Based on the Surviving Sepsis Campaign International Guidelines for the Management of Severe Sepsis and Septic Shock, a trial of dobutamine infusion should be given or added to vasopressor therapy (if in use) if persistent signs of hypoperfusion (eg, SCVO2 is <70% or SVO2 <65%) exist (despite adequate intravascular volume repletion and adequate MAP) or anytime when myocardial dysfunction is present with the goal of normalizing cardiac output. Caution should be used in the sepsis population, as increasing doses of dobutamine may decrease blood pressure. Using dobutamine to increase cardiac index to supranormal levels is not recommended.
Stress echocardiography (diagnostic agent)
Data from a number of clinical studies evaluating the use of dobutamine infusion during stress echocardiography for detecting coronary artery disease supports the use of dobutamine infusion as a diagnostic agent in patients who are incapable of physical exercise or who have contraindications (eg, bronchospastic airway disease) to pharmacologic vasodilator stressors. Wall motion abnormalities developing with increasing doses of dobutamine may help to identify ischemic and/or hibernating myocardium [Fragasso 1999], [Marcovitz 1992], [Previtali 1991].
Based on the American Society of Nuclear Cardiology, dobutamine infusion administered as a secondary pharmacologic stressor is an effective and recommended alternative agent to detect obstructive coronary disease.
Hypersensitivity to dobutamine or sulfites (some contain sodium metabisulfate), or any component of the formulation; hypertrophic cardiomyopathy with outflow tract obstruction (formerly known as idiopathic hypertrophic subaortic stenosis [IHSS])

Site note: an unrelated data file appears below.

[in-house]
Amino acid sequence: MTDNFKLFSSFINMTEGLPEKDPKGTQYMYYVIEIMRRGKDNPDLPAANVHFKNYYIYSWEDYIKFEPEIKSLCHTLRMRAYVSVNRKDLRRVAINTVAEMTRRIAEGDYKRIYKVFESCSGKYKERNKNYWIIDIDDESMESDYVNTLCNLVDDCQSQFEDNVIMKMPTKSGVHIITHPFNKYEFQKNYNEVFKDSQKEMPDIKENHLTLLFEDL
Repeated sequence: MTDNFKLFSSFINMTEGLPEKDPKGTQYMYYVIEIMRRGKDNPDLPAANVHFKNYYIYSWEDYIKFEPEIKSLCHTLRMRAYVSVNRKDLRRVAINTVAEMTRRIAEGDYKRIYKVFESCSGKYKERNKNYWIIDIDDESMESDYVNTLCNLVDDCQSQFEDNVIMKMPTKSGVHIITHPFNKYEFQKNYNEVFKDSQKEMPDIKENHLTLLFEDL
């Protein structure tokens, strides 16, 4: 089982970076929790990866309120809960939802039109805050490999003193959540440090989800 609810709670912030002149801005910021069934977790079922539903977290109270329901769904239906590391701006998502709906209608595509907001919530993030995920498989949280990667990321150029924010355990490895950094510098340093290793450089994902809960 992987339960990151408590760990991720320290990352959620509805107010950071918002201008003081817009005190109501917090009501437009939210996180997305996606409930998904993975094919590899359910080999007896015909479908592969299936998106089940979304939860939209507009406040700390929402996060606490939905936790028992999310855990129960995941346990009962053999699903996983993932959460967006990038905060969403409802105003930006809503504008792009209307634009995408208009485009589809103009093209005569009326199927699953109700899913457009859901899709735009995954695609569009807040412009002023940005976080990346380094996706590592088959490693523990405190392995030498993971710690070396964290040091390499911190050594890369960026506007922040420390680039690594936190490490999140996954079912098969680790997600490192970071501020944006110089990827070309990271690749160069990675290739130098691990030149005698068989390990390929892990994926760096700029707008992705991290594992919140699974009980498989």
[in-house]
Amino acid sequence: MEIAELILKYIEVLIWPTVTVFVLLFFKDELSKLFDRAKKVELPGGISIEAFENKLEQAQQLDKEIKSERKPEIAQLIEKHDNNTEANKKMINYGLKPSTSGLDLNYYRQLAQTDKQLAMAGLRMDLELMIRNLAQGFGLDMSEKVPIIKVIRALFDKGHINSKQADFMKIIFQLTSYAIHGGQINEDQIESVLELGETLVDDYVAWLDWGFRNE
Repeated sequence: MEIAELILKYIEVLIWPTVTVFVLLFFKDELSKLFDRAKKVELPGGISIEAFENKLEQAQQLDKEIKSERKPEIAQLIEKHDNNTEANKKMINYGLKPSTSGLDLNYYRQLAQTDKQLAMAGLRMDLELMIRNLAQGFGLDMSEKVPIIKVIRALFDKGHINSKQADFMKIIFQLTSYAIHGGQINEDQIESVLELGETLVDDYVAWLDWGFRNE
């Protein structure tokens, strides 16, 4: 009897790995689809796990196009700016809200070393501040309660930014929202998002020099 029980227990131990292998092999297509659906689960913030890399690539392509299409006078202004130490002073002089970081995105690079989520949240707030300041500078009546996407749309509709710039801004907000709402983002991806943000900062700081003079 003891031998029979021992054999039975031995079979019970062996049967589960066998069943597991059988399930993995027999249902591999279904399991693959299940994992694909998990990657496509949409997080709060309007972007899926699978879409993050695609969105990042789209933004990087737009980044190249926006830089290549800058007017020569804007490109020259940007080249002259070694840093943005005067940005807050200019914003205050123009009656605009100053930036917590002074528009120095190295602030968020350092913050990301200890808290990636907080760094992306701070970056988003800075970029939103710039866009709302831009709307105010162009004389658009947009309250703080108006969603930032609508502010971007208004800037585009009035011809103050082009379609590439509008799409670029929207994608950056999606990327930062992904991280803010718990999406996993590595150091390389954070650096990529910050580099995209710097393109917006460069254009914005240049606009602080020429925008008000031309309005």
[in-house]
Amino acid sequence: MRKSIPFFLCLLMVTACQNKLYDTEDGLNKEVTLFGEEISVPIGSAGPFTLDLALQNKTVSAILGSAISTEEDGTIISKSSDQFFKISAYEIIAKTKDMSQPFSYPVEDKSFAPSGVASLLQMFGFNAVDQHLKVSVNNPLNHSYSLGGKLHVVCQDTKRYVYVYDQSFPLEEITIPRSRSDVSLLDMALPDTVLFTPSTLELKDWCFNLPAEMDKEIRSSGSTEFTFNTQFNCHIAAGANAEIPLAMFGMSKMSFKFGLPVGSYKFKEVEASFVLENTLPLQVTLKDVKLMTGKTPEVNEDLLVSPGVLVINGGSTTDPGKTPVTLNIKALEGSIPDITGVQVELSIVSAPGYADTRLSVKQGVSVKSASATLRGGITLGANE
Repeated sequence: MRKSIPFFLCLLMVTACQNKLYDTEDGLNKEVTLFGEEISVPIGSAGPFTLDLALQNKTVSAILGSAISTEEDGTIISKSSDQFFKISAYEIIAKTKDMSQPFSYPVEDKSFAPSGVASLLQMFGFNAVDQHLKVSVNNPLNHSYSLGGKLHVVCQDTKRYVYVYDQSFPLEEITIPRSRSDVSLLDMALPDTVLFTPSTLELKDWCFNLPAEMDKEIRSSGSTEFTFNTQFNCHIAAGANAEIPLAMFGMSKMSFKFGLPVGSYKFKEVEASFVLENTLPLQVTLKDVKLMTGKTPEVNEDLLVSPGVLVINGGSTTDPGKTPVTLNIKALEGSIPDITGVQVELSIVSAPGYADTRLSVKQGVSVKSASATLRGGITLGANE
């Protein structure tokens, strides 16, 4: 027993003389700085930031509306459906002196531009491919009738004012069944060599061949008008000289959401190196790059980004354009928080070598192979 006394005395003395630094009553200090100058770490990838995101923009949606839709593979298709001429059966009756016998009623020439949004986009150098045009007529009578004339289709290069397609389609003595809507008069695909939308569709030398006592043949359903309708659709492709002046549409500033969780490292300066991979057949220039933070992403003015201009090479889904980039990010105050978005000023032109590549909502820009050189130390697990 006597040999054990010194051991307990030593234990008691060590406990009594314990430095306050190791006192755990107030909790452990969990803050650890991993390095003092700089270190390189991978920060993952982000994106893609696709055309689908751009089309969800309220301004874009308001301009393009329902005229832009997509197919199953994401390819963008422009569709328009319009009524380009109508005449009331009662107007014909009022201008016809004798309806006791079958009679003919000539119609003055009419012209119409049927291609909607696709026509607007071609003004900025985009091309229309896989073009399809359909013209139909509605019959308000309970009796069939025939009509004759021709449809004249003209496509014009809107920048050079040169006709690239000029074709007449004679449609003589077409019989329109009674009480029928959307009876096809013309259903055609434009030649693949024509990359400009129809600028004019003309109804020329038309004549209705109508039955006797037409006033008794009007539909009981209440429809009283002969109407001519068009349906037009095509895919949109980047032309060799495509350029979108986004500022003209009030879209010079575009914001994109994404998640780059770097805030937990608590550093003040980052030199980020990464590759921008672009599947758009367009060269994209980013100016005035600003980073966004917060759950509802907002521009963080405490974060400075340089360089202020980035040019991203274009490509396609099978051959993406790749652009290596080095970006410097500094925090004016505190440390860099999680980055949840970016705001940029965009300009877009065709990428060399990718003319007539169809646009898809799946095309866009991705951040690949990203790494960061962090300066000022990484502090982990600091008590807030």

Note: When utilized for stress testing, additional contraindications according to the American Society of Nuclear Cardiology (ASNC) include patients with recent (<1 week) MI, unstable angina, severe aortic stenosis, atrial tachyarrhythmias with uncontrolled ventricular response, prior history of ventricular tachycardia, uncontrolled hypertension (>200/110 mm Hg), aortic dissection or large aortic aneurysm, and patients on beta blockers where heart rate and inotropic responses to dobutamine will be attenuated (ASNC [Henzlova 2009])
Cardiac decompensation: IV infusion:
Initial dose: 0.5 to 1 mcg/kg/minute (per the manufacturer); may also initiate at higher doses (eg, 2.5 mcg/kg/minute) depending on severity of decompensation with titration to desired response (Leier 1977).
Maintenance dose: 2 to 20 mcg/kg/minute. Note: In patients with heart failure, lower doses are preferred to minimize adverse effects (ACCF/AHA [Yancy 2013]).
Maximum dose: 40 mcg/kg/minute. The ACCF/AHA 2013 heart failure guidelines and the Surviving Sepsis Campaign recommend a maximum dose of 20 mcg/kg/minute (ACCF/AHA [Yancy 2013]; SCCM [Dellinger 2013]).